An Impact Felt Around the Globe: Kwabena Mensah and Matthew Yanez

The College of Law Continues Its Partnership with the J&K Wonderland Foundation and the JAF Foundation.
In 2019, the College of Law announced two new scholarship programs to enable and encourage talented law students from around the globe to pursue the advanced study of disability rights, policy, and law at Syracuse University. As a measure of their programs’ success in their first year of deployment, both the JAF Foundation and the J&K Wonderland Foundation renewed their scholarship programs for the 2021-2022 academic year.

Meet the 2020-2021 J&K Wonderland Foundation Scholars

Two students have been named this year’s J&K Wonderland Foundation Scholars: LL.M. student Kwabena Mensah, from Ghana, and J.D. student Matthew Yanez, from California.

“I fully realize how urgent the need is for me to further my studies so as to combat rampant violations of human rights and discrimination.” —Kwabena Mensah

Mensah’s multi-disciplinary background combines his legal education and passion for human rights with his experience as a broadcast journalist, to tell the stories of marginalized people and persons with disabilities in Ghana.

“By the kind courtesy of the J&K Wonderland Foundation scholarship, it is possible for me to pursue my master of laws degree. I am profoundly grateful for this timely and generous gesture amidst the global pandemic,” says Mensah. “I have benefitted from the scholarship award immensely given my desire to pursue a specialization in disability law, yet it wasn’t until I began that I fully realized how urgent the need is for me to further my studies so as to combat rampant violations of human rights and discrimination against the disabled worldwide.”

In 2016, motivated by his observations of the injustices against persons with disabilities, Mensah founded Spread Love Home & Abroad, an NGO that provides mentoring and skills-training to visually impaired persons who desire to enter the workforce. A master’s degree in law will not only open new professional opportunities for Mensah to advocate for the marginalized and vulnerable as a barrister, it will also qualify him to enter academia and teach future generations of disability and civil rights lawyers in his home country.

Mensah reports that after beginning his LL.M. studies at the College of Law, the National Council on Persons with Disabilities in Ghana invited him for a consultation on amending the Disability Law of Ghana (Act 715). He also has been made one of six steering committee members to direct a broad consultation on the preparation of a global report to the United Nations about the implementation of the Convention on the Rights of Persons with Disabilities (CRPD).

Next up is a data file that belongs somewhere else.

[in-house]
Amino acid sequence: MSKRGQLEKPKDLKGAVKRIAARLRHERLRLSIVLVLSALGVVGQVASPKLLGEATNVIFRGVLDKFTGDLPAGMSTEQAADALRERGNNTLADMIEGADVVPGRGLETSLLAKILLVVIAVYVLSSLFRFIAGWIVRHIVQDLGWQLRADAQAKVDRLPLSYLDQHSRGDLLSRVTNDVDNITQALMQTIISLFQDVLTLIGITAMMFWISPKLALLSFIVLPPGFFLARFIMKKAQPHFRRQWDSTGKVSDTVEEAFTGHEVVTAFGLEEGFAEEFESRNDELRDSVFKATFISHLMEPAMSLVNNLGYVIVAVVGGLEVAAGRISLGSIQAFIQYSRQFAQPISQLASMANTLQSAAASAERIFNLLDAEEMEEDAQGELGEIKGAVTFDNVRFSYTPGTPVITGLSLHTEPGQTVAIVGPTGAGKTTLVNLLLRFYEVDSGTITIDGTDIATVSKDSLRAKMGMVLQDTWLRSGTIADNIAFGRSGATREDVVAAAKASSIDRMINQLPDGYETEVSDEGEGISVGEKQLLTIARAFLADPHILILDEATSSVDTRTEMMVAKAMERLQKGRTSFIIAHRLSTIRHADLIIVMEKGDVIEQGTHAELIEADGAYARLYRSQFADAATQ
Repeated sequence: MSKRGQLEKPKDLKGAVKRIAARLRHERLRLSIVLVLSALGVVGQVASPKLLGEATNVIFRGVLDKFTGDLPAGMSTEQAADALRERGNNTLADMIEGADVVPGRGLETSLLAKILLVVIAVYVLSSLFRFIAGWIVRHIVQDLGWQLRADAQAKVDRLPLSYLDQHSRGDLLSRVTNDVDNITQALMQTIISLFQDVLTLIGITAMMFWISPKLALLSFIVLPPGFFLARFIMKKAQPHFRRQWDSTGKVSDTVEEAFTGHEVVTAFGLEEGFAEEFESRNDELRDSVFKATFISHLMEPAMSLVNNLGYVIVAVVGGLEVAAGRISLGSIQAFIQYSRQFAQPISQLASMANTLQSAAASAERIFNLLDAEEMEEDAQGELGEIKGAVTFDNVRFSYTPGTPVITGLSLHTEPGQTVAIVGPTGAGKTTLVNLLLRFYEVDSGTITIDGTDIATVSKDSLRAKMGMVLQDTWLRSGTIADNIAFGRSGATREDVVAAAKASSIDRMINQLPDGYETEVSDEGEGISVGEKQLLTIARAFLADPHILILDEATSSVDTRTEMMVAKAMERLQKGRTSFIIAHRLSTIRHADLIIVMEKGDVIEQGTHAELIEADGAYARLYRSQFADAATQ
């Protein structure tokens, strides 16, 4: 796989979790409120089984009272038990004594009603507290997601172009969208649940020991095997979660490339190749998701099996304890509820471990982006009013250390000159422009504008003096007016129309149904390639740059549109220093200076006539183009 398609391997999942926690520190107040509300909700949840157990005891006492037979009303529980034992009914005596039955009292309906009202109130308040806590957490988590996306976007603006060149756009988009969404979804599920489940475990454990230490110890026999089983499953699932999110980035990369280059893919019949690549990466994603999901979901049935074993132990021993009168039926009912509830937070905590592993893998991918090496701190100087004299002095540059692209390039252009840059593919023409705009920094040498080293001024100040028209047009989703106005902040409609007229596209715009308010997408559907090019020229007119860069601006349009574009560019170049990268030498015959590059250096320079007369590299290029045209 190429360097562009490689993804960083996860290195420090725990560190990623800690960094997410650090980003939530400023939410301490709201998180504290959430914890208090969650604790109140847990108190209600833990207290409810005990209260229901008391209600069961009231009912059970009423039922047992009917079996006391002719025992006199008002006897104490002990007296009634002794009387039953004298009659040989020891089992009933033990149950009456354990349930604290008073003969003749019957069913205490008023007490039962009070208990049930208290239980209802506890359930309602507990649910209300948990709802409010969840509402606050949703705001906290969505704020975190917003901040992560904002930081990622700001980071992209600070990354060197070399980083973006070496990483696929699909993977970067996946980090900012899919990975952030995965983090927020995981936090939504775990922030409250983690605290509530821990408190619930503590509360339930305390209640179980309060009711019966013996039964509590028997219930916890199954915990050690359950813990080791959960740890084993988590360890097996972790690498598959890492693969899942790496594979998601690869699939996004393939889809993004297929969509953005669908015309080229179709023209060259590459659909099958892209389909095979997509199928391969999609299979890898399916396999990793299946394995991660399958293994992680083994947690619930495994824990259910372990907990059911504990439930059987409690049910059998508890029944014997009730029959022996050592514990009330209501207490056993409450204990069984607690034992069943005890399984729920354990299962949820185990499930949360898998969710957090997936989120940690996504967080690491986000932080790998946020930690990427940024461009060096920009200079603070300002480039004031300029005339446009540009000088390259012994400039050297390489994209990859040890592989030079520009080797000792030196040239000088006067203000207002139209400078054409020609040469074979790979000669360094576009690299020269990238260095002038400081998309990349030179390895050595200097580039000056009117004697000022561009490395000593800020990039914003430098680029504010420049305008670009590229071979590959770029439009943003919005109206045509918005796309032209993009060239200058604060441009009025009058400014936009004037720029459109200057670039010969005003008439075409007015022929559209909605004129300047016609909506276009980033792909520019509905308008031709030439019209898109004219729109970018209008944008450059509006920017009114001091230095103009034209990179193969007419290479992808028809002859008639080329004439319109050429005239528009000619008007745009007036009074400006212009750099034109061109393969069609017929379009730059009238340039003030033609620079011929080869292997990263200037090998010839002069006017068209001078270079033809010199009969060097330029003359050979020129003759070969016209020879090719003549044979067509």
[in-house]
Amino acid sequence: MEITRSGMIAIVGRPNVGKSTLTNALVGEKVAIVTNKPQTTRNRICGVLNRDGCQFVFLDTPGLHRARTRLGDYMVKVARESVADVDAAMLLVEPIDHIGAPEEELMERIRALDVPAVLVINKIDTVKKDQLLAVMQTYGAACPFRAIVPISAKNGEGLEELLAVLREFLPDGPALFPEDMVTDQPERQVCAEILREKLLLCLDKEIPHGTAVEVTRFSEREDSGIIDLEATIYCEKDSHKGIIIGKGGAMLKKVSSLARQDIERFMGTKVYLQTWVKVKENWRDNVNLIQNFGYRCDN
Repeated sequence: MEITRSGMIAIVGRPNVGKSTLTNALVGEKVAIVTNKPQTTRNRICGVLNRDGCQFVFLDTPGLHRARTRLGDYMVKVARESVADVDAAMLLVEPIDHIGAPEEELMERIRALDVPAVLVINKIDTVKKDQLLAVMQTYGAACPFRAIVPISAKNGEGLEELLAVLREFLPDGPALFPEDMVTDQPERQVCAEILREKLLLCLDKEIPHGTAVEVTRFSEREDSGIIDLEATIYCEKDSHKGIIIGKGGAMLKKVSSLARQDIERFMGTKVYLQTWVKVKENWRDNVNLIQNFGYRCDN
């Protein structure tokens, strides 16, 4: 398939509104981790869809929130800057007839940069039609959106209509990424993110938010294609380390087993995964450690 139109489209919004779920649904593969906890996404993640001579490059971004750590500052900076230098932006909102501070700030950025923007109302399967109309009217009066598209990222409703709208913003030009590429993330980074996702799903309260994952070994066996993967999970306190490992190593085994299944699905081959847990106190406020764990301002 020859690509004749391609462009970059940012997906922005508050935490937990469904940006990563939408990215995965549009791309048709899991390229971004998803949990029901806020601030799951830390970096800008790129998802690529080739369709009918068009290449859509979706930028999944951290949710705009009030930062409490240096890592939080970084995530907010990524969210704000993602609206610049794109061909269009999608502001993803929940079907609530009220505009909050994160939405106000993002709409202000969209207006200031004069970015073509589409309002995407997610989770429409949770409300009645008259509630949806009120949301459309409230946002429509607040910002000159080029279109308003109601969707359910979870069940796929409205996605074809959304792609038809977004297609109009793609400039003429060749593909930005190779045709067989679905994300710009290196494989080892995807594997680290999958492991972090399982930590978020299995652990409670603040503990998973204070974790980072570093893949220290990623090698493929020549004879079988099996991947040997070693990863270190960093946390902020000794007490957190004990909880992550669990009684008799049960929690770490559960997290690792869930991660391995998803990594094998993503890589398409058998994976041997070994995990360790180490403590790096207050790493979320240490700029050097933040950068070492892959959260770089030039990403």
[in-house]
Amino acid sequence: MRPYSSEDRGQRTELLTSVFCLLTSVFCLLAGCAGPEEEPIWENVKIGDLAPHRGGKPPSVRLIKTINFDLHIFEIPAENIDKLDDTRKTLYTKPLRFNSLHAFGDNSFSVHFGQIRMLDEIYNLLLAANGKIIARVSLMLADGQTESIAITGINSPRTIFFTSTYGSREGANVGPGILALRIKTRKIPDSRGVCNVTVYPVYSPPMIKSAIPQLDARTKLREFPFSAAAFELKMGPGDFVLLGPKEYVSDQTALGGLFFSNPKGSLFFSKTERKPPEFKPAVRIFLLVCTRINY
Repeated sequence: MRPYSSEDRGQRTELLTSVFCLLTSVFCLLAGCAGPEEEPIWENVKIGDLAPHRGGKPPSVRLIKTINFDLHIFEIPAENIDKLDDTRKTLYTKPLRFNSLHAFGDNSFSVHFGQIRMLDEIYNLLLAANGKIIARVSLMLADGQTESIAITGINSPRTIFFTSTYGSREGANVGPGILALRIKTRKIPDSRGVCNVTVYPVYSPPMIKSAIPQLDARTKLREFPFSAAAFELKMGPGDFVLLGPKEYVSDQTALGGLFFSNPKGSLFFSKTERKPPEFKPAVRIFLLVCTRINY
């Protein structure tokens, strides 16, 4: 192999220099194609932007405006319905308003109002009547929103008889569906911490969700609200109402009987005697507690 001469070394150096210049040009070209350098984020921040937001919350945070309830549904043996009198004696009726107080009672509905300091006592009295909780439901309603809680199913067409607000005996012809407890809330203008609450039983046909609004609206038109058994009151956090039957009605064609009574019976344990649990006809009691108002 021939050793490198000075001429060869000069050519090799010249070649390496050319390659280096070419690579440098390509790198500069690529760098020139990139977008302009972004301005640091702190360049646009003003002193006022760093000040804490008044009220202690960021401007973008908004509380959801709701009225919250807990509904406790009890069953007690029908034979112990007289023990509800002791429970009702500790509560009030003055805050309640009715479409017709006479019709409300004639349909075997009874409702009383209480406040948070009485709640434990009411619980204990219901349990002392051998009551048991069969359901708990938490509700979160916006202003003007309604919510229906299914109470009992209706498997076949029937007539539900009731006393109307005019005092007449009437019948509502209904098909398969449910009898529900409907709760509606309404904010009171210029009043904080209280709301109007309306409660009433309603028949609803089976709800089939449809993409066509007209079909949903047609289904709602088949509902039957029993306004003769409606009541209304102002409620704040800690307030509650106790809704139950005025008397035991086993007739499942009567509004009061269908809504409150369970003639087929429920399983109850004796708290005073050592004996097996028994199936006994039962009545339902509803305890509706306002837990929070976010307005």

In other words, Mensah’s College of Law studies are already paying off, and they are yielding exactly the results the J&K Foundation hoped to achieve through its scholarship program—a deep impact in his field, in service of persons with disabilities.

“I intend to use the benefits of this scholarship toward a career in public service focused on the issues I care the most about.” —Matthew Yanez

Matthew Yanez, a Class of 2023 J.D. candidate, is a young disability advocate who is determined to create an inclusive and equitable world for all. Before law school, Yanez worked with several non-profit groups in the field, including the Congressional Hispanic Caucus Institute, the National Association of the Deaf, and Arc of the United States.

Yanez also completed a Disability Law Fellowship with the Coelho Center at Loyola Law School, Los Angeles. The Coelho Center’s mission is to cultivate leadership and advance the lives of people with disabilities by, among other things, working to create a pipeline of lawyers and leaders among people with disabilities.

“My journey to law school has been a bumpy road, but my passion for disability rights has never been stronger,” says Yanez. “Thanks to the generosity of the J&K Wonderland Foundation, I’m able to focus on securing summer internships and preparing for my career in law instead of worrying about how I will pay for next semester’s tuition. For people who have never been able to see themselves as legal professionals, this scholarship gives us validation on our own self-worth.”

In addition to his J.D., Yanez will pursue a joint master of public affairs degree at the Maxwell School of Citizenship and Public Policy. He hopes his degrees will give him the tools he needs to help dismantle and eradicate injustices that people of color, people with disabilities, and other vulnerable populations face.

Yanez continues, “I intend to use the benefits of this scholarship toward
a career in public service focused on the issues I care the most about. By not having to worry about student loans, I can invest my full attention towards a future of advocacy for equitable and inclusive public policies. My goal is to one day work with the Civil Rights Division of the US Department of Justice. With the help of this scholarship, I am one step closer to realizing that goal.”